The Federal Court, by a majority, held those provisions were valid and constitutional and that the role of the SAC did not usurp the powers of the court as the SAC only ascertained the shariah law applicable to any Islamic banking transaction, with the final determination of the dispute still within the jurisdiction of the civil court. It was also held that the SAC provided certainty to Islamic banking business.

Insolvencies, receiverships and restructuring

Insolvencies, receiverships and restructuring issues handled by the section include insolvency proceedings (personal/corporate insolvencies and receiverships), disputes concerning priorities to assets/payments, challenges to validity of dealings with assets (fraudulent/arising due to breach of insolvency laws) and asset distribution. With the recent amendments to the Companies Act 2016, the section has also acted in matters concerning the newly introduced corporate rescue mechanisms such as the appointment of judicial managers and schemes to restructure debts/turn around business.

Land disputes

The section also deals with disputes concerning land/real estate including disputes over rights to land and ownership issues (ie beneficial interests/trusts over land), land acquisitions/land reference and issues concerning land compensation, fraudulent disposals of land, land title issues, disputes concerning land use, tenancies/leases and the rights of landlord/tenants/leaseholders.

The section was involved in a landmark decision where the Federal Court (i) struck down section 40(D) of the Land Acquisition Act 1960 which provided that the opinions of two assessors assisting the court in determining compensation for land acquisition was final and binding on the court, in effect, restoring judicial independence as statutes that curtailed the power of the courts in contravention of the constitution may be struck down as unconstitutional, and (ii) held that compensation must be assessed and awarded for the extinguishment of business due to the acquisition on land.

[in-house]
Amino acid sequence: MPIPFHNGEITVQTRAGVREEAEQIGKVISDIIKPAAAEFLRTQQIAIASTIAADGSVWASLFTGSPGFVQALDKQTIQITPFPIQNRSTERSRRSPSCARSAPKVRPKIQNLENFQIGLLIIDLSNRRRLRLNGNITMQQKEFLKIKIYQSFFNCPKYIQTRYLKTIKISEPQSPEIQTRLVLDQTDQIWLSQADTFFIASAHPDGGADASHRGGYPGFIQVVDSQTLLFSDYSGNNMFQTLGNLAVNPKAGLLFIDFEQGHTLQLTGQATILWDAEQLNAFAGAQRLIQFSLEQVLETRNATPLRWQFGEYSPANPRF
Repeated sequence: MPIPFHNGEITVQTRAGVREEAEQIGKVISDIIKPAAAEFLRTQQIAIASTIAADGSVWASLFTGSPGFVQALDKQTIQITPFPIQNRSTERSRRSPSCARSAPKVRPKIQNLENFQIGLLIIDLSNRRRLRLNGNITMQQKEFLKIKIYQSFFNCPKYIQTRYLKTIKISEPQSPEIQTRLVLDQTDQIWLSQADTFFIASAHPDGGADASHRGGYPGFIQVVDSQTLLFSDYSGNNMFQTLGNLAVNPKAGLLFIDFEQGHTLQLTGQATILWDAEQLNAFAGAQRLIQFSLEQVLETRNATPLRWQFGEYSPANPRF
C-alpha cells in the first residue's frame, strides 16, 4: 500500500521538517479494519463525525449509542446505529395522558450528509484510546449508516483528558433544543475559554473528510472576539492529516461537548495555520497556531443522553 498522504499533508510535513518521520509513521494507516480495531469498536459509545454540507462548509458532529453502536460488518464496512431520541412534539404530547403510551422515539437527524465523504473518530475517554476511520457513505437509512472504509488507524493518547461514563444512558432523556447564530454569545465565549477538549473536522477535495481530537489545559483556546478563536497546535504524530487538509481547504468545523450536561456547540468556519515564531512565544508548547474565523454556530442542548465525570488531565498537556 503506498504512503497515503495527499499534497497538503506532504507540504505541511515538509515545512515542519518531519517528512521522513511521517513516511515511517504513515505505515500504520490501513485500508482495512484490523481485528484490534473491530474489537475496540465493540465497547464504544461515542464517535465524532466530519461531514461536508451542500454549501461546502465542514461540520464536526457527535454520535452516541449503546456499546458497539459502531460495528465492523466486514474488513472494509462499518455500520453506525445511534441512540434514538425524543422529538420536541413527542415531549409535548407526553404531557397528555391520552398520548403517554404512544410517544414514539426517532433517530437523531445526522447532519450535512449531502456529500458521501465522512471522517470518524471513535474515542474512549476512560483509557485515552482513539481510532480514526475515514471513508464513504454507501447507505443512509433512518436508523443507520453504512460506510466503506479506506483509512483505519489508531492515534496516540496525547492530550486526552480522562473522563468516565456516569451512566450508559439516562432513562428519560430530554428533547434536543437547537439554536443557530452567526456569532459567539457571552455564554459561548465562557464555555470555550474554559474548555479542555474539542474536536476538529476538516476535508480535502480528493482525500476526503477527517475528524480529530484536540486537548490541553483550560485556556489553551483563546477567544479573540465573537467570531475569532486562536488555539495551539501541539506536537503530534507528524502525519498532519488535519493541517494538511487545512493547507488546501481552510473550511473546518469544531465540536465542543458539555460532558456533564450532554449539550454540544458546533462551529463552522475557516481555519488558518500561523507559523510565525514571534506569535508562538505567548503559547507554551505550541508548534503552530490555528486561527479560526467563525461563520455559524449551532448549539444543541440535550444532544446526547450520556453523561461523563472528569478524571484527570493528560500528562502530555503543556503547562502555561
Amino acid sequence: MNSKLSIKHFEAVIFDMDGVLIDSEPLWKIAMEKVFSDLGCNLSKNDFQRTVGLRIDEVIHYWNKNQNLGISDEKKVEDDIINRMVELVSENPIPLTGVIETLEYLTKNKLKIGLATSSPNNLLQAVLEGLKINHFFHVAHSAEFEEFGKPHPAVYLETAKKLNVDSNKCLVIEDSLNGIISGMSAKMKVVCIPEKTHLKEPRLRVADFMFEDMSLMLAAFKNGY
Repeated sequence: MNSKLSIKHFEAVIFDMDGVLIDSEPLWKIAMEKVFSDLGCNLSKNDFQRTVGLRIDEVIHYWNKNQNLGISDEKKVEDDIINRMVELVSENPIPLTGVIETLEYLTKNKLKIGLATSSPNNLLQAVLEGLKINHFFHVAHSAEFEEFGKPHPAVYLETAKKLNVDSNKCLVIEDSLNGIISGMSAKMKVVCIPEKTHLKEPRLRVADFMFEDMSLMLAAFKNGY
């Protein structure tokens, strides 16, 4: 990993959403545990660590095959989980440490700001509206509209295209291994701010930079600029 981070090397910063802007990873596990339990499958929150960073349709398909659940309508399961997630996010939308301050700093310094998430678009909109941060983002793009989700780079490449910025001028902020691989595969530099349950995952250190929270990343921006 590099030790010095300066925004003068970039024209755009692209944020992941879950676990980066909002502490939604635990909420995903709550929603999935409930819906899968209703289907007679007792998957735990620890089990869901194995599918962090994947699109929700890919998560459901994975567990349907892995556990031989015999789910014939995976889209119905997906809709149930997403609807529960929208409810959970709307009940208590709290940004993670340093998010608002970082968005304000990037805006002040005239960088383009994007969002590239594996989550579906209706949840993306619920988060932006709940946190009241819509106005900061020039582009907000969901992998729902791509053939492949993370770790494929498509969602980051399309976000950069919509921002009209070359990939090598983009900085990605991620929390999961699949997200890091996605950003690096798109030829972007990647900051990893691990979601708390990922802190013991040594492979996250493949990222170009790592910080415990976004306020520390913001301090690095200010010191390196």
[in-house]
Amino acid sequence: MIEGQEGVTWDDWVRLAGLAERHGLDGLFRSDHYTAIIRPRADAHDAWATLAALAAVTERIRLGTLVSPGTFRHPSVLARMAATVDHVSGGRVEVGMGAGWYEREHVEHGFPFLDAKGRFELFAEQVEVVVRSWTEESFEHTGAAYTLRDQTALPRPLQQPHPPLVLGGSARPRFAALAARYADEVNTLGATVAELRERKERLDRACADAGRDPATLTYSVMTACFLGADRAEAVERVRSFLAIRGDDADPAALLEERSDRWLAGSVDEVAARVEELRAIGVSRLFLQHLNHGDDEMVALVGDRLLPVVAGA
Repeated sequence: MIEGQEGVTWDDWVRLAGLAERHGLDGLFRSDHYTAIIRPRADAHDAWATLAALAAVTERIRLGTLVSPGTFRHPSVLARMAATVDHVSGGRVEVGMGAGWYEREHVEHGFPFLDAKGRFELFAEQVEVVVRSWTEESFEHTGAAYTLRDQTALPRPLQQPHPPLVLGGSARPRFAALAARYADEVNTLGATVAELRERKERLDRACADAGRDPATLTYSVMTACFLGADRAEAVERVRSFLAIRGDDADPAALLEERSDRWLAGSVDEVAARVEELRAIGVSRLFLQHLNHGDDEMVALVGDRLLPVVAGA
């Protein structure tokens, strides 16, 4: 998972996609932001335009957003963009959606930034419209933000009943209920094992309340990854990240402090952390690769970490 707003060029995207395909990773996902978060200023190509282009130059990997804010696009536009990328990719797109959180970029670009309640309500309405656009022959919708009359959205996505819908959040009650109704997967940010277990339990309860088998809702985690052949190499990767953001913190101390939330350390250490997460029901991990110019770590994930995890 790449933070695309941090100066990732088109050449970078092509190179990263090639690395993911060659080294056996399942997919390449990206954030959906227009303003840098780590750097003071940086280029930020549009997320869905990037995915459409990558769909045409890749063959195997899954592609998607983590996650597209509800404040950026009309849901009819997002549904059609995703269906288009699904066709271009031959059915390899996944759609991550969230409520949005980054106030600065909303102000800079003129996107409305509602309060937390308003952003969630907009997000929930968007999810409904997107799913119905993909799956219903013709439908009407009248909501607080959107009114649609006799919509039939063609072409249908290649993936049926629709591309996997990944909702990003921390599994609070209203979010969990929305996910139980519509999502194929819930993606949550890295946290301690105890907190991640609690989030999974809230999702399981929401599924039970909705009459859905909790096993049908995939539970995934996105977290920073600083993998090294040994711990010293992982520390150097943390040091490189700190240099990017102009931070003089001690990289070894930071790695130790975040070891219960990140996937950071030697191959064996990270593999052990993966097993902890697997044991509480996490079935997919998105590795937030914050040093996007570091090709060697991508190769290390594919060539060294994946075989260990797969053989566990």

Family, probate and trusts

This section acts in contentious litigation including divorce, judicial separation, adoption, annulment proceedings, maintenance for spouse and children, division/distribution of matrimonial property, custody disputes and settlement agreements. The section also deals in probate matters which include disputes on challenges to the validity of wills, construction of wills, advising beneficiaries for an account and inspection of documents, acting for beneficiaries in the removal of trustees.


The insurance section deals with claims under general, life and also re-insurance policies. These include motor, industrial, maritime and aviation, construction risk, professional indemnity, product liability and workmen’s compensation and business interruption claims.

The firm had occasion to appear for insurers in a fire policy claim where the Federal Court had to consider the principle of whether an ‘agreed value clause’ in a policy could apply where fraud was raised in view of disputes over the amount claimed and documents seeking to support the claim under the policy.


The broad ranging and diverse disputes which come before the courts will ensure that dispute resolution will continue as an important role in the Malaysian legal landscape.

Romesh Abraham
LLB (Hons) (Southampton) Barrister-at-Law, Gray’s Inn
Tel: (603) 2031 1788 (ext: 241)

Lam Ko Luen
B.Comm. LLB, Monash University FCIArb, FMIArb
Tel: (603) 2031 1788 (ext: 243)

Chan Kok Keong
LLB (Hons) (Leicester) C.L.P.
Tel: (603) 2031 1788 (ext: 237)

Tan Gian Chung
LLB (Hons) (London) C.L.P.
Tel: (603) 2031 1788 (ext: 367)

Mehala Marimuthoo
LLB (Hons) (London) C.L.P.
Tel: (603) 2031 1788 (ext: 449)